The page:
Development of a solar powered car has been an engineering goal since the 1980s. The World Solar Challenge is a biannual solar-powered car race, where teams from universities and enterprises compete over 3,021 kilometres (1,877 mi) across central Australia from Darwin to Adelaide. In 1987, when it was founded, the winner’s average speed was 67 kilometers per hour (42 mph). By 2007, the winner’s average speed had improved to 90.87 kilometers per hour (56.46 mph). The North American Solar Challenge and the planned South African Solar Challenge are comparable competitions that reflect an international interest in the engineering and development of solar powered vehicles.

Some vehicles use solar panels for auxiliary power, such as for air conditioning, to keep the interior cool, thus reducing fuel consumption.

In 1975, the first practical solar boat was constructed in England. By 1995, passenger boats incorporating PV panels began appearing and are now used extensively. In 1996, Kenichi Horie made the first solar powered crossing of the Pacific Ocean, and the Sun21 catamaran made the first solar powered crossing of the Atlantic Ocean in the winter of 2006–2007. There are plans to circumnavigate the globe in 2010.

Energy Storage Methods

Solar energy is not available at night, and energy storage is an important issue because modern energy systems usually assume continuous availability of energy. This is because of a grid’s inability to store electricity.

Thermal mass systems can store solar energy in the form of heat at domestically useful temperatures for daily or seasonal durations. Thermal storage systems generally use readily available materials with high specific heat capacities such as water, earth, and stone. Well-designed systems can lower peak demand, shift time-of-use to off-peak hours and reduce overall heating and cooling requirements.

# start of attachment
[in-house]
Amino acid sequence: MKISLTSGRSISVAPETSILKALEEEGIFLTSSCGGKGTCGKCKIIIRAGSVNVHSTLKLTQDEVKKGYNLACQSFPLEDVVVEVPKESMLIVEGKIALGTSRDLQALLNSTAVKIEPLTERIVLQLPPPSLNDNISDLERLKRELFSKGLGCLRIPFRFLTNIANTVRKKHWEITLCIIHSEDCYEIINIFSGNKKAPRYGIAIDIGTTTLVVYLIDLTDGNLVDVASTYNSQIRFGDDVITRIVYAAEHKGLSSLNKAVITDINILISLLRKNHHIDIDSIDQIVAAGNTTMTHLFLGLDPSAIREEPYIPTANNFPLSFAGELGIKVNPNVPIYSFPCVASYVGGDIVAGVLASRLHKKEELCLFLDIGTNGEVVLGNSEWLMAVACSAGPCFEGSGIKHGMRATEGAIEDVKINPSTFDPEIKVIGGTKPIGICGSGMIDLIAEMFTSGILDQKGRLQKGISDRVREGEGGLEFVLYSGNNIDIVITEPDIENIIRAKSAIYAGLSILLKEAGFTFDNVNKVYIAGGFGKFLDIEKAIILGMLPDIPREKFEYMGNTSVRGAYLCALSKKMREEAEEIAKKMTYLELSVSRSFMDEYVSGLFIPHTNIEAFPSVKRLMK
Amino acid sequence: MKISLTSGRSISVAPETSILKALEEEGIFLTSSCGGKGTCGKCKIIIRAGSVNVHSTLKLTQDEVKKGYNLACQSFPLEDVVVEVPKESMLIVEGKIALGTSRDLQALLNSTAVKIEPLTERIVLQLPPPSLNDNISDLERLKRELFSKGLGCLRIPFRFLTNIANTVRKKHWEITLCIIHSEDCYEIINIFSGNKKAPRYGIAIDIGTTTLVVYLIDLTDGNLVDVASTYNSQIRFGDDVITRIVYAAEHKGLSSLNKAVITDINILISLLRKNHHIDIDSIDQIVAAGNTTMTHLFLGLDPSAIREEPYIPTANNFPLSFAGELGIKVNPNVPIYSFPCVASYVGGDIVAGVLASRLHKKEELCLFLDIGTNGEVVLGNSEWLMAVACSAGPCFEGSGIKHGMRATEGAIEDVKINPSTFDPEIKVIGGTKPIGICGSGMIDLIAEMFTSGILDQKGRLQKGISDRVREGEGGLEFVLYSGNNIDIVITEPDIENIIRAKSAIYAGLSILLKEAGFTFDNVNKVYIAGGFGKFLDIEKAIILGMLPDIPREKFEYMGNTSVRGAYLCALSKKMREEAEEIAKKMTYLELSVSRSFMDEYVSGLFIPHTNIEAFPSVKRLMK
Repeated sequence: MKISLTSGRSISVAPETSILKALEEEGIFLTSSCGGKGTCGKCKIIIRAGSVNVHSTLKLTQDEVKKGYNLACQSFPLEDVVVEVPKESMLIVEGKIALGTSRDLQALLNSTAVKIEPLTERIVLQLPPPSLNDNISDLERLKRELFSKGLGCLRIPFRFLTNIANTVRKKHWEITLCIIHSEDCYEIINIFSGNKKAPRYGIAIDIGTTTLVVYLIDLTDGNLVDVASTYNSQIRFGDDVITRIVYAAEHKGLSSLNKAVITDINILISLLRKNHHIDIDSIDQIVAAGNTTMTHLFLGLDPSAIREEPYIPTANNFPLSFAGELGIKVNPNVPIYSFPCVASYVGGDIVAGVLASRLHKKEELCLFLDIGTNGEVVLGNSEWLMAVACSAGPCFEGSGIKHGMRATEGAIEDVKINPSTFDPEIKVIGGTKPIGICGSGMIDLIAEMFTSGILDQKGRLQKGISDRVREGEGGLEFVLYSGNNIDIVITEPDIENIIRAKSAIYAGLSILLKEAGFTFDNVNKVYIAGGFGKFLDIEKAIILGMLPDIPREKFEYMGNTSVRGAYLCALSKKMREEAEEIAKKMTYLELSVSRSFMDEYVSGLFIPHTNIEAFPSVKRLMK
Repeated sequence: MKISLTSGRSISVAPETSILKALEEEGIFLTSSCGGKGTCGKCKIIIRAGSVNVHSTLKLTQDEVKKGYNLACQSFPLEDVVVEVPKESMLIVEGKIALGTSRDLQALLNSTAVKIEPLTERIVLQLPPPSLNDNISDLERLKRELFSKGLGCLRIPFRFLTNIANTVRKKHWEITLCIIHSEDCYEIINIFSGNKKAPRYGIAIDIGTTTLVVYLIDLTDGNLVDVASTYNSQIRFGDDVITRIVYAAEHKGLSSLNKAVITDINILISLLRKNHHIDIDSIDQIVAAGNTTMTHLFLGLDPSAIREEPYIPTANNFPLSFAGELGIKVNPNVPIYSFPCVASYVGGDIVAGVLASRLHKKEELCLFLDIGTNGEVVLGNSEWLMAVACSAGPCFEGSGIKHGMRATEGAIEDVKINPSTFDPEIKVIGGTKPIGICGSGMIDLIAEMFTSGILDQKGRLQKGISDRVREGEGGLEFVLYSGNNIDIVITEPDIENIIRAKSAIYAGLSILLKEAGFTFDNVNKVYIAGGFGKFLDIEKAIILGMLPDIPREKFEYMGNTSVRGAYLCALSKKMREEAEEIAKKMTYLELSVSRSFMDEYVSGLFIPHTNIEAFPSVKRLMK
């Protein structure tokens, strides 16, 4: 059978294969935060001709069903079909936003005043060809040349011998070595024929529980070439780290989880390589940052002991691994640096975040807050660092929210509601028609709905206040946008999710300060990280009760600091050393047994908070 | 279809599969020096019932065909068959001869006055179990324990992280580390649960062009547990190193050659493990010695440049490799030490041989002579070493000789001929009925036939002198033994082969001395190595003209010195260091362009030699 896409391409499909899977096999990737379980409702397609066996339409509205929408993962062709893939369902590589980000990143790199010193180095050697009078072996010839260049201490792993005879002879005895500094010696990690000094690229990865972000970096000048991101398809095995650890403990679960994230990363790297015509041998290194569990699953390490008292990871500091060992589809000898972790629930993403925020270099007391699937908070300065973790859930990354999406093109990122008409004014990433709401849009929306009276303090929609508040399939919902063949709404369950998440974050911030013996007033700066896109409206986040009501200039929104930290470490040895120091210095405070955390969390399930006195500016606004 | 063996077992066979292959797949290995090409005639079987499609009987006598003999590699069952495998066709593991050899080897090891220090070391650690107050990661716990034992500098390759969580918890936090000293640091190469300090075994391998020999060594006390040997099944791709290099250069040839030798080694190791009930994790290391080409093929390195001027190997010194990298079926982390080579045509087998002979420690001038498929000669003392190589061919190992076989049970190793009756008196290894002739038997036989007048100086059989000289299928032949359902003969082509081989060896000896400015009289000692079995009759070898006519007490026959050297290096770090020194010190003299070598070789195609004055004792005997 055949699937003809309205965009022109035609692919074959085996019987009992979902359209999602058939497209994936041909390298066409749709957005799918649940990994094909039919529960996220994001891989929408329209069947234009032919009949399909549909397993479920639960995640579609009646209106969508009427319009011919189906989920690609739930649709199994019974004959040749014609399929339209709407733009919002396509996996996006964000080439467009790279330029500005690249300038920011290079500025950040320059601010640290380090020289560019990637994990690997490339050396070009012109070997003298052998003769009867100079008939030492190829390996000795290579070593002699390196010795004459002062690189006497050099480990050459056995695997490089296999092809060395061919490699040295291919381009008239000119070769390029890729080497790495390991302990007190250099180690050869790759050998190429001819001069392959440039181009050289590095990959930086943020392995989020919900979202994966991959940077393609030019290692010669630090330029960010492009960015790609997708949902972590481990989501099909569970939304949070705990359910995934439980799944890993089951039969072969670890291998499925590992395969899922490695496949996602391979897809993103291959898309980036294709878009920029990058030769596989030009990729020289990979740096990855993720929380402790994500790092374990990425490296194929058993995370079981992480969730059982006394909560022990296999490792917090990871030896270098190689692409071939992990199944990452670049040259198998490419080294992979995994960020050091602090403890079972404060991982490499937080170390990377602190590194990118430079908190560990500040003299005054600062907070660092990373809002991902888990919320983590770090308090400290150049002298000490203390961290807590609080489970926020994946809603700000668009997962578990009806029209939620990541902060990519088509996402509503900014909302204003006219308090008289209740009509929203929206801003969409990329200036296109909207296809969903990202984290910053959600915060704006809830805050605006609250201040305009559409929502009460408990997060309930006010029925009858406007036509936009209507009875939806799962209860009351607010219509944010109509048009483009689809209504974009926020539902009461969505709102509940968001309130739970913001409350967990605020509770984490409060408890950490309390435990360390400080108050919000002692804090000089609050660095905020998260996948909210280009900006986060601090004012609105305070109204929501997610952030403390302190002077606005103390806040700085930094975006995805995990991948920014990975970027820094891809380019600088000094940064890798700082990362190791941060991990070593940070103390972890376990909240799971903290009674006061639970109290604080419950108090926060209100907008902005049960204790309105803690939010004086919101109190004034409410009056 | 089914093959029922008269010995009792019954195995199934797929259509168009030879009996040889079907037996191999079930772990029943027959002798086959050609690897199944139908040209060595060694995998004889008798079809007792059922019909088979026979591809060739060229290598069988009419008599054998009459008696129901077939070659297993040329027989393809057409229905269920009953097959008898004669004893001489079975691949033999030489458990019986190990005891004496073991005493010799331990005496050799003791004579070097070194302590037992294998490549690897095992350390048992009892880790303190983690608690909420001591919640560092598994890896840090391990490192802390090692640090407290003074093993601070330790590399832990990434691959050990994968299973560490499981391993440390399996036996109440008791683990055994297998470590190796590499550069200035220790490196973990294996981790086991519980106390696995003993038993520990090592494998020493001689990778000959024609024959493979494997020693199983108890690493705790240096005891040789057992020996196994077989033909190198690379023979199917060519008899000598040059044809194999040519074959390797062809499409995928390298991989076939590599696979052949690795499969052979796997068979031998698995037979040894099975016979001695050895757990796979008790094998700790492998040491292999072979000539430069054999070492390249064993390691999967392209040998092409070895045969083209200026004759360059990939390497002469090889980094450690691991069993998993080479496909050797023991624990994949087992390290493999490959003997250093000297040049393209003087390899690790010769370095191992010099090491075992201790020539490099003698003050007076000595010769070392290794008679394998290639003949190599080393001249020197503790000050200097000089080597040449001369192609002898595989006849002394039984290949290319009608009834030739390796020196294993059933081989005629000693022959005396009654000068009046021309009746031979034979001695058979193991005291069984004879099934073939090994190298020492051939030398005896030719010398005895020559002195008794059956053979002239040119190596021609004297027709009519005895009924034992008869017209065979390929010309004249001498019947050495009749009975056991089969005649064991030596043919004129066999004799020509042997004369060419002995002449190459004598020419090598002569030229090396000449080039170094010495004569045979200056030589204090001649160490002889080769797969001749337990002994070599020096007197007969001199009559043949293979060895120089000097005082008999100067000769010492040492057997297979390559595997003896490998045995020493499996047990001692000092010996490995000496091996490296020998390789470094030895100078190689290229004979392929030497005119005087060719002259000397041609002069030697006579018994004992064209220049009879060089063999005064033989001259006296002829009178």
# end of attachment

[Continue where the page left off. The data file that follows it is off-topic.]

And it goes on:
Phase change materials such as paraffin wax and Glauber’s salt are another thermal storage media. These materials are inexpensive, readily available, and can deliver domestically useful temperatures (approximately 64 °C). The “Dover House” (in Dover, Massachusetts) was the first to use a Glauber’s salt heating system, in 1948.

Solar energy can be stored at high temperatures using molten salts. Salts are an effective storage medium because they are low-cost, possess a high specific heat capacity, and can deliver heat at temperatures compatible with conventional power systems. The Solar Two used this method of energy storage, allowing it to store 1.44 TJ in its 68 m3 storage tank with an annual storage efficiency of about 99%.

Off-grid PV systems have traditionally used rechargeable batteries to store excess electricity. With grid-tied systems, excess electricity can be sent to the transmission grid, while standard grid electricity can be used to meet shortfalls. Net metering programs give household systems a credit for any electricity they deliver to the grid. This is often legally handled by ‘rolling back’ the meter whenever the home produces more electricity than it consumes. If the net electricity use is below zero, the utility is then required to pay for the extra at the same rate as they charge consumers. Other legal approaches involve the use of two meters, which are used to measure electricity consumed vs. electricity produced. This is less common due to the increased installation cost of the second meter.

Pumped-storage hydroelectricity stores energy in the form of water pumped when energy is available from a lower elevation reservoir to a higher elevation one. The energy is recovered when demand is high by releasing the water to run through a hydroelectric power generator.